What makes Shevchenko’s distance management so effective is its absolute, mind-numbing consistency. Shevchenko herself rarely abandons the range at which she is perfectly safe—that’s the opponent’s job. Fortunately for us, most of them are brave enough to go for it, after a little convincing. Shevchenko waits them out with boundless patience, drawing away and edging forward as needed to stay just near enough for nothing to actually happen. When at last, if for no other reason than to keep herself awake, the opponent does make a desperate lunge across that gap, then and only then does Shevchenko strike. Usually.
Here you can see Shevchenko’s favorite counter, the southpaw right hook, in action against Joanna Jedrzejczyk, who, unlike Shevchenko, has been in three or four of the most exciting women’s fights of all time. This was not one of them.
1. Jedrzejczyk, already frustrated by the distance in the second round, opts for an elaborate, shifting attack.
2. As Joanna flies in with a left hand, Shevchenko does not even take a backward step. Her processing unit has already calculated the distance, and she knows that she is not in danger.
3. As Jedrzejczyk falls in after her punch, Shevchenko’s hook smashes into her chin.
4. Shevchenko has a way of hunching down as she throws the hook, allowing her to dip under Joanna’s wild swings.
5. Shevchenko goes in for a rare second bite, but Joanna stumbles off to an angle.
6. Jedrzejczyk appears stunned, off-balance and flailing; now is the perfect time to follow up the attack and—
7. —no, on second thought, better play it safe and scuttle backwards.
Shevchenko’s right hook is perfectly suited to her style. She throws it into a peculiar hunch, which serves as basic, built-in head movement. It also allows her to to counter and create an angle at the same time, by pivoting as she throws. You might even argue that, as a southpaw, the right hook is Shevchenko’s most effective weapon possible against orthodox opponents (as I have in this article, this video, and probably elsewhere. Shevchenko and I both repeat ourselves a lot—isn’t that cute?).
To put it briefly, the southpaw hook is simply more difficult for right-handers to see coming. Coming off the lead hand, the punch starts nearer to the opponent’s chin than the more commonly thrown rear hand. Once thrown, its arc is often obscured by the orthodox fighter’s own leading flank. It’s a very sneaky shot, and one that Shevchenko is maddeningly unwilling to follow up. Follow-up punches might imply that she does not, in fact, despise her throngs of creepy, fedora-tipping, shuriken-owning fanboys, and wishes to entertain them.
There are no follow-up punches. Only follow-up distance.
TAKEDOWNS. THE GODDAMN TAKEDOWNS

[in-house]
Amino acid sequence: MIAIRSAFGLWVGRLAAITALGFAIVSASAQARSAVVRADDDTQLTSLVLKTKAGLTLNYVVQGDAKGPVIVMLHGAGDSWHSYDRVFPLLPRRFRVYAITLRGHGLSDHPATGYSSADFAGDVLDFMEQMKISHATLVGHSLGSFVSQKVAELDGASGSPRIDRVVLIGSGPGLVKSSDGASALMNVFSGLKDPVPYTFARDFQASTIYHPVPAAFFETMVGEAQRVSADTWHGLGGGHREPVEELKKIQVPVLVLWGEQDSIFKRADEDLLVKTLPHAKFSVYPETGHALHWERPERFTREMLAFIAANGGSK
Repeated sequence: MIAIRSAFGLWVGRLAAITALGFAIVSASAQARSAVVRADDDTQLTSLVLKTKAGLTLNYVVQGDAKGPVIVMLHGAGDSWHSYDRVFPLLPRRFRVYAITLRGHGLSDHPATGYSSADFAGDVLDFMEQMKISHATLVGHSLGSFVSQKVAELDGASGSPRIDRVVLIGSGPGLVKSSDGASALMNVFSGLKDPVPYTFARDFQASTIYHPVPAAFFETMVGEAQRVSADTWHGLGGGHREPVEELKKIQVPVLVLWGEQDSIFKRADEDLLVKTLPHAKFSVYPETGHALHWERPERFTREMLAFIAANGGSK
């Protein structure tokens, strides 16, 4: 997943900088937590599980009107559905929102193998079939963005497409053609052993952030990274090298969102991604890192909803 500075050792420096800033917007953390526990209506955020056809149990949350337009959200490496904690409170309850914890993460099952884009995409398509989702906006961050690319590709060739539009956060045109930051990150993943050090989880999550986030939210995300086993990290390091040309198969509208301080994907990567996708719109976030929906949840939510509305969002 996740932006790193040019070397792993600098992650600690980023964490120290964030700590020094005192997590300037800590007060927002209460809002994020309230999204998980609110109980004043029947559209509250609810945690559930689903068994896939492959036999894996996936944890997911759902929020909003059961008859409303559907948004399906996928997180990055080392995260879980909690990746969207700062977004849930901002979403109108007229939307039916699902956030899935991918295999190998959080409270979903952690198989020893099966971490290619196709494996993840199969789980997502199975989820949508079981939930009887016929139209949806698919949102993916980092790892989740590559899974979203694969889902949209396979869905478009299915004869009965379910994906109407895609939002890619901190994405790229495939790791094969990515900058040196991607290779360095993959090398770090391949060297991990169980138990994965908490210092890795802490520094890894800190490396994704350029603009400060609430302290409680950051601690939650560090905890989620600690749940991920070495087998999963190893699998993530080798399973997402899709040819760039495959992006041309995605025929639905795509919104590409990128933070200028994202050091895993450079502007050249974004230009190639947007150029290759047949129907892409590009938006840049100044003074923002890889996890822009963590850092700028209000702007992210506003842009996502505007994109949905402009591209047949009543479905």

All of this has been sinister enough, the reader will agree, but no facet of Shevchenko’s game is responsible for more pain and suffering than this: her wrestling. Shevchenko is, unfortunately, a masterful clinch wrestler. She utilizes both Muay Thai and freestyle wrestling techniques, combining them with brute strength and flawless timing to bring her opponents crashing down to the ground, usually just before things get too competitive or, god forbid, enjoyable.
In addition to clinching, Shevchenko also excels at catching kicks and converting them into takedowns. In Muay Thai this is a highly prized maneuver; in MMA it is, technically, legal. It looks like this.
1. Holly Holm edges forward, wary of the many—well, several counter right hooks she has already eaten.
2. She reaches out to intercept Shevchenko’s left hand.
3. But instead of following up with the usual left cross, she anticipates Shevchenko’s check hook and launches a kick to the body.
4. It connects, but Shevchenko instantly wraps the leg up.
5. Shevchenko drives forward, head-down, and takes a savage kick at Holm’s remaining leg.
6. They tumble to the ground. Good thing, too—for a minute there we seemed perilously close to a striking exchange.
This transitional move forms a key part of Shevchenko’s one unwavering strategy. Once opponents reach for her a few times and get stung, they become increasingly wary about stepping into range. And heaven knows Shevchenko won’t do it for them. The smartest adversaries might try, instead, to throw light, noncommittal punches in order to bait Shevchenko’s eager backstep and, now safely out of counterpunching range, send a kick after her. Indeed, this is an effective tactic against most counterpunchers. Watch Edson Barboza vs Ross Pearson or Bobby Green for good examples—in fact, watch those instead of this weekend’s co-main event. But even when this tactic does work against Shevchenko, it doesn’t work for long.
Like all of her counters, this one rests on a hair trigger. Not only is Shevchenko quick to catch a kick, even moving with it to absorb the impact, but she wastes no time in barreling her off-balanced opponent to the ground after. All of this precision amounts to just one more way to wrench arrows out of the opponent’s quiver. If they can’t out-pepper her at range, and they can’t step in with hard punches, and they can’t pursue her with kicks, what can they do?
For most of the women Shevchenko fights, “nothing” is usually the safest and most available answer. And Shevchenko is happy to oblige them, drowning them and the audience in a vast sea of nothing, and usually winning—unless the opponent is Amanda Nunes.
But she isn’t fighting Amanda Nunes this weekend. Not that any of us would have a much better time if she were. Instead, Jennifer Maia is next on the chopping block, a bang-average 33 year-old contender whose mechanical one-twos should provide ample opportunities for Shevchenko’s trademark counters. If you’re optimistic, that might sound like a fun, if predictable match-up.
But me, I’m a realist, and I say the Queen of Flies has darker plans in store for those of us unwise enough to watch. She will carry out her tainted will, and have her twisted way. Who’s going to stop her? You? Me? Jennifer Maia? No, Shevchenko will do as she pleases, and afterwards, staring dead-eyed and unblinking into the camera, in the midst of an empty, silent arena, she will dance the Lezginka.
God help us.
For further and only slightly more serious analysis of UFC 255’s title fights, don’t miss the latest episode of Heavy Hands, the original podcast dedicated to the finer points of face-punching.